Recent studies [1–6] have given us a much clearer understanding of the natural history of concussion. We have begun to realize the need to individualize treatment and move away from rote category, guideline, and management strategies.
We now know more completely what we agree upon and what we disagree with. By applying evidence-based information and outcome data, we are beginning to think independently again, yet base return-to-play decisions on more than just our experience.
Many head injuries are easily managed and are not controversial. Others, unfortunately, can be conundrums. It becomes more important to highlight common problematic areas, as illustrated by the case that follows.
This case involves an 18-year-old high school football quarterback, an all-state candidate, and a member of his school's National Honor Society. This young athlete has played football all of his life, and, with the exception of a sprained ankle in 8th grade, has never been injured. He desires to attend medical school eventually and is expected to become a first-year student at an Ivy League school next fall.
It should be noted that although there has been no significant past medical history, the patient was briefly treated for attention deficient hyperactive disorder as an 8-year-old until the age of 9.5 years, when therapy was discontinued. In the 10th football game of the current season, the team's first state playoff game (regular season record 9-0), the head injury occurs.
With 8 minutes to play in the second quarter of the football game, the athlete is tackled while setting up to pass (blind-sided by a linebacker blitz). He is hit hard and unable to protect his helmeted head, which hits the natural grass turf. The referee calls an injury time out when the player fails to get up after the play. This allows the medical doctor and the high school trainer to attend to him on the playing field. There apparently was brief loss of consciousness, the athlete “awakening” as the doctor arrives at his side. The examination on the field shows immediate disorientation and disequilibrium to the point of needing assistance to get off the football field.
There is no evidence of retrograde amnesia. The follow-up examination on the sidelines continues to show disorientation with the loss of the ability to remember plays and an inability to successfully perform the “months of the year in reverse” test. There is also a loss of immediate memory using a three-word recall. The patient complains of a slight headache, but there are no vision changes. Other questions asked of him simply validate his disorientation.
A second examination conducted 5 minutes later is basically unchanged. At 10 minutes following the injury, a third examination shows evidence of nearly complete resolution of all symptoms and signs. However, on a “head shake” test, headache and vertigo occur. At this point, with 2 minutes remaining before the half, he is benched through half-time. The score at half-time is 17-10 in favor of the opponent.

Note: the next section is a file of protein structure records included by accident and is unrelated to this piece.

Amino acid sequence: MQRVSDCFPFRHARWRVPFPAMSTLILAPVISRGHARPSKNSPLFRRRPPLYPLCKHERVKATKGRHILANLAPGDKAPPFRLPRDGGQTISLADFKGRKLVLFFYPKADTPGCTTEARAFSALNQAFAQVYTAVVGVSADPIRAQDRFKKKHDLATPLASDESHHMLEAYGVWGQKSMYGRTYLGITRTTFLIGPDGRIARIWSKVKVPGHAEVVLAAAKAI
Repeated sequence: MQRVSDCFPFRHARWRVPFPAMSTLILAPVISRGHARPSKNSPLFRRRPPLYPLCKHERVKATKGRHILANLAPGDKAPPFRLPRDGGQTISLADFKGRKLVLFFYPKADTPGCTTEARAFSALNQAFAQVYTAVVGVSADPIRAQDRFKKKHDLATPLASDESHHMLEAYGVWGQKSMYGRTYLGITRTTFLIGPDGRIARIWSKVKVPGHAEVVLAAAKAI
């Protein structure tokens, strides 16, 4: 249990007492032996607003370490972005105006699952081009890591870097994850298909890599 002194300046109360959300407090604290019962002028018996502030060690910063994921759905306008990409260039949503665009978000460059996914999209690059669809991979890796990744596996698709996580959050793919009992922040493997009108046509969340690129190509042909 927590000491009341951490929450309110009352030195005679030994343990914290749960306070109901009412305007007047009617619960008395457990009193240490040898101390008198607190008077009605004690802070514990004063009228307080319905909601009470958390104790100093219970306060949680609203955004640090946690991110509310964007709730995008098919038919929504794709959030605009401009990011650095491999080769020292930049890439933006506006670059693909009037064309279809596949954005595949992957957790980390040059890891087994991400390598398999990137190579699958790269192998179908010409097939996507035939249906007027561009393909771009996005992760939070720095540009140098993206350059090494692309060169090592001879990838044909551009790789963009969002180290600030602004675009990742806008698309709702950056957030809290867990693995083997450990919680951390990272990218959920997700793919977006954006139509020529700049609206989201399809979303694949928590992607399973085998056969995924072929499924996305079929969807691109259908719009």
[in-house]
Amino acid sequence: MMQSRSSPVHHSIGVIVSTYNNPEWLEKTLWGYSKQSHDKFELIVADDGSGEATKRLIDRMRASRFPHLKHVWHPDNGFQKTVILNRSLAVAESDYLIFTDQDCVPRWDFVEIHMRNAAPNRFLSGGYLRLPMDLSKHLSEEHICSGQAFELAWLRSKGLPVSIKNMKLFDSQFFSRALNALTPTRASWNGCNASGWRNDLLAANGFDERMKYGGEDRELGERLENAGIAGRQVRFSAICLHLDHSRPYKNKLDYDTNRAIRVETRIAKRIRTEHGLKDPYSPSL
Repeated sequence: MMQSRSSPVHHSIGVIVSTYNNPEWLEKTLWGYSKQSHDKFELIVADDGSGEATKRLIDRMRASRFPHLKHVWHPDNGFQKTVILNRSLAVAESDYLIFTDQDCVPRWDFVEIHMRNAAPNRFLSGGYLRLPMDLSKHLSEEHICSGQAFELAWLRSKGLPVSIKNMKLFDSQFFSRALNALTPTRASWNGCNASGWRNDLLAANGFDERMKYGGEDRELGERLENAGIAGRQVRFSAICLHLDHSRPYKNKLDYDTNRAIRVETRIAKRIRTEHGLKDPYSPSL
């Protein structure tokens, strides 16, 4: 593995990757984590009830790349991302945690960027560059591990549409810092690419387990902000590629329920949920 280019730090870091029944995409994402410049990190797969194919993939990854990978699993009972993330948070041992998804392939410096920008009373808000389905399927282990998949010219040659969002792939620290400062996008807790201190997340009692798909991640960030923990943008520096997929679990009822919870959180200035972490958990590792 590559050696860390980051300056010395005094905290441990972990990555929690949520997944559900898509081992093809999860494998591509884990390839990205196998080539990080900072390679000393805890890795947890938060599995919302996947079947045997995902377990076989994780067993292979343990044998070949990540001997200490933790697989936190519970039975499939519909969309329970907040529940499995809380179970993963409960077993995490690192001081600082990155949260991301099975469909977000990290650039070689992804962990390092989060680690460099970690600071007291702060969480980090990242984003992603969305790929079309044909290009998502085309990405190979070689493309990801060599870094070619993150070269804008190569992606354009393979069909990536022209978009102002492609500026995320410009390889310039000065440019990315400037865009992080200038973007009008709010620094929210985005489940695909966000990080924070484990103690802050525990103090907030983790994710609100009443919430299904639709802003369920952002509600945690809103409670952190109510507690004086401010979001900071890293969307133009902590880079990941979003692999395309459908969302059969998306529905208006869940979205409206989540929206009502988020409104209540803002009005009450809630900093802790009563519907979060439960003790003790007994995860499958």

This athlete's skills are clearly missed by his team. The examination at half-time (approximately 20 minutes after the onset of injury) results in a conclusion that he is once again clear of all signs and symptoms. A repeat head shake test is normal and he is allowed to return to play.
With his return to play, he leads his team to victory in spite of a below-average performance in the third quarter. Signs and symptoms do not return during any serial examinations, including a postgame examination.
The next day, he is seen in the training room where he complains of a slight headache and some photophobia. Neuropsychologic [NP] testing is performed at this time (less than 24 hours after the injury). Results are significant for decreased memory composite score and executive function. He is not allowed to practice on Monday (postinjury day 3). Repeat NP testing is conducted, which shows a complete return to normal based upon his personal preseason baseline. He is cleared to practice with no restrictions for Tuesday.
There is nothing particularly profound in this case presentation. This was not a trick case or a “zebra.” Rather, we have a rather plain looking “horse” to examine.
What this case does represent is one of the common presentations of a concussed athlete where controversy concerning the disposition of this athlete and his return to play continues. For many sports clinicians, the presence of any loss of consciousness precludes further participation in that contest . This is based upon experiential data and is independent of other signs and symptoms. Obviously, the most prominent sign in the presentation of this case is the transitory period of loss of consciousness.